The employment levels of people with disabilities are consistently low. “Only one-third (32.0%) of working-age people with disabilities were employed on average in the 2010-2012 period, compared to over two-thirds (72.7%) of people without disabilities”. Yet at the same time, businesses face gaps in their workforce that can be successfully filled by individuals with disabilities. There is an urgent need for cross-agency collaboration that embraces a shared vision and mission focused on youth and families to support more equitable employment of individuals with disabilities. To that end, Opportunity Partners, a local nonprofit assisting individuals with disabilities in a variety of supportive services including employment, has launched the Together Works Better (TWB) initiative to create a bold new model of employment services that enhances community integration and dramatically boosts competitive employment rates for people with disabilities.
To inform the creation of pilot projects, Rainbow Research designed an iterative process to gather feedback from multiple stakeholders to identify the challenges and opportunities around finding and retaining employment for individuals with disabilities. Each phase of feedback was used to inform both the next phase of feedback and data collection as well as the identification and focus of pilot projects. Overall, 44 stakeholders including: local leaders in the disability services sector, individuals with cognitive/developmental disabilities and their families, Opportunity Partners staff, and local business representatives from food and senior services, retail, janitorial, and manufacturing sectors participated in interviews or focus groups to share their perspectives and recommendations.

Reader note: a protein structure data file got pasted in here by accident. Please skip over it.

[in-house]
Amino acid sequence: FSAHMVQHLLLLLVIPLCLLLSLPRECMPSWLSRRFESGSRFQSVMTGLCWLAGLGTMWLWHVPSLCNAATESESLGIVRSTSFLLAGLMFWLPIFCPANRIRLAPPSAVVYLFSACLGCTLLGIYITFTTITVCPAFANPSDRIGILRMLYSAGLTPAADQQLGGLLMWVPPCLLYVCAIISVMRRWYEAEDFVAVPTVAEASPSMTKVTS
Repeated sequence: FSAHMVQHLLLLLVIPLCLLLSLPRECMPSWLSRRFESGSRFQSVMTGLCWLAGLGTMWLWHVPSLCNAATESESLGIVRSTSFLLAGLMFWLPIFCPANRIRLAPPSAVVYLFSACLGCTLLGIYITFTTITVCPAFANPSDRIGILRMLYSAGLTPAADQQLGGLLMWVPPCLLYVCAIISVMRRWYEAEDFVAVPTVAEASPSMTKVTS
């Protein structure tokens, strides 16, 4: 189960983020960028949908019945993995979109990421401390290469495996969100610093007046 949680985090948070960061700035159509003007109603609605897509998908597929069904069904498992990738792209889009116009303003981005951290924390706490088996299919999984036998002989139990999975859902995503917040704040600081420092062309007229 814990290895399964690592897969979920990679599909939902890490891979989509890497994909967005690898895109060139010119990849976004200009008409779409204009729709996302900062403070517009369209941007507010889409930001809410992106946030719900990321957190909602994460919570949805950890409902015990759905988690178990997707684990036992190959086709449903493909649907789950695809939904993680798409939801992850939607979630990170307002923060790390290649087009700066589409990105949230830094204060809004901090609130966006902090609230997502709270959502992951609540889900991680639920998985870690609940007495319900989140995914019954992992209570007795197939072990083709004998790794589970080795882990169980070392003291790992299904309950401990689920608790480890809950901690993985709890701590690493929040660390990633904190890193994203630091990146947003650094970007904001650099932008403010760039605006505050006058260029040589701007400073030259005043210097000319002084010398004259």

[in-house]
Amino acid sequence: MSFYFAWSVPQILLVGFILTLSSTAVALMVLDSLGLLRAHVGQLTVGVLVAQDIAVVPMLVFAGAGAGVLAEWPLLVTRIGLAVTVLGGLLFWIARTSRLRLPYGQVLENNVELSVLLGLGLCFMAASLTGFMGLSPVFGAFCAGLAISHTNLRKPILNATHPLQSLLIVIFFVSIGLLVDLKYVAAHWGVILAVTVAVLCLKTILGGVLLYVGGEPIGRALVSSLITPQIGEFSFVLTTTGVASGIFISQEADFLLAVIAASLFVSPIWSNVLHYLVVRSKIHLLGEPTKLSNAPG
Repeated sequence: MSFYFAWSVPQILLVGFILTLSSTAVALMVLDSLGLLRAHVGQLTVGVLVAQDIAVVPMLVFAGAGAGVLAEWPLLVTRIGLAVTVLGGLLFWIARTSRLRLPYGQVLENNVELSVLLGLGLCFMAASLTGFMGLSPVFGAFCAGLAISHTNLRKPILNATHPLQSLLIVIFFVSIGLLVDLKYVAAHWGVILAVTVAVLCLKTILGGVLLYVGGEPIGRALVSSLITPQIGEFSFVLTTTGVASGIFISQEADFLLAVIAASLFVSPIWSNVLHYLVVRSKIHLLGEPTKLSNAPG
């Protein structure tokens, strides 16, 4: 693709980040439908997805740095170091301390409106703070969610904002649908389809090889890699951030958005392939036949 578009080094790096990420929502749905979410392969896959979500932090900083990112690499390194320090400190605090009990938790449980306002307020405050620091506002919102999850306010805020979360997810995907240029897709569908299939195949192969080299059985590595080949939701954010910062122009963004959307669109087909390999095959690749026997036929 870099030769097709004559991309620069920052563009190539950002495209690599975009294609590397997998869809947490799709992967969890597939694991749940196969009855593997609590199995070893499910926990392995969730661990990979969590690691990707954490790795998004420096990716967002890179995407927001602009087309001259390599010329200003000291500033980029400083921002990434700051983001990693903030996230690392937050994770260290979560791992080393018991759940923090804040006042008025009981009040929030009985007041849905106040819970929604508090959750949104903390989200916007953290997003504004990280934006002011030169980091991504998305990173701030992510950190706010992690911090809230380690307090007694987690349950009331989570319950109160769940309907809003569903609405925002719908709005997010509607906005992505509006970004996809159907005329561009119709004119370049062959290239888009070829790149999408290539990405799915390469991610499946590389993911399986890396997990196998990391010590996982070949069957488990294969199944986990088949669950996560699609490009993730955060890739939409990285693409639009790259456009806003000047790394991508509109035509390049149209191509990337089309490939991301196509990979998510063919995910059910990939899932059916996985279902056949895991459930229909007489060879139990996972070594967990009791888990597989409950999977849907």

Through this process, four key areas surfaced as recommendations for potential pilots: workplace engagement, family and informal support systems, transportation and access, and holistic integration of services. Rainbow Research facilitated the OP staff pilot planning team through various conversations and activities to explore the feasibility, interest, and urgency of each pilot area. Rainbow Research also worked with the pilot planning team to articulate intended outcomes and activities for each pilot area. The OP staff pilot planning team ultimately designed an initial pilot to improve workplace engagement through the creation of trained coworker mentors, short term internship placement, and disability awareness training for worksites. This pilot seeks to improve the employment and long-term retention of individuals with cognitive disabilities by enhancing the natural workplace engagement.
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Data was collected in a sequential fashion. After data collection with each target audience (local leaders, individuals with disabilities and their families, OP staff, local business representatives), Rainbow Research summarized and presented findings to the Together Works Better planning team. Before proceeding to the next level of data collection, the planning team synthesized the information and refined what specific questions needed to be asked of the next audience. This information was used to refine the vision and continually narrow the scope until a single pilot was developed. In this way, feedback from one target audience informed and was shared with the audience of the next group.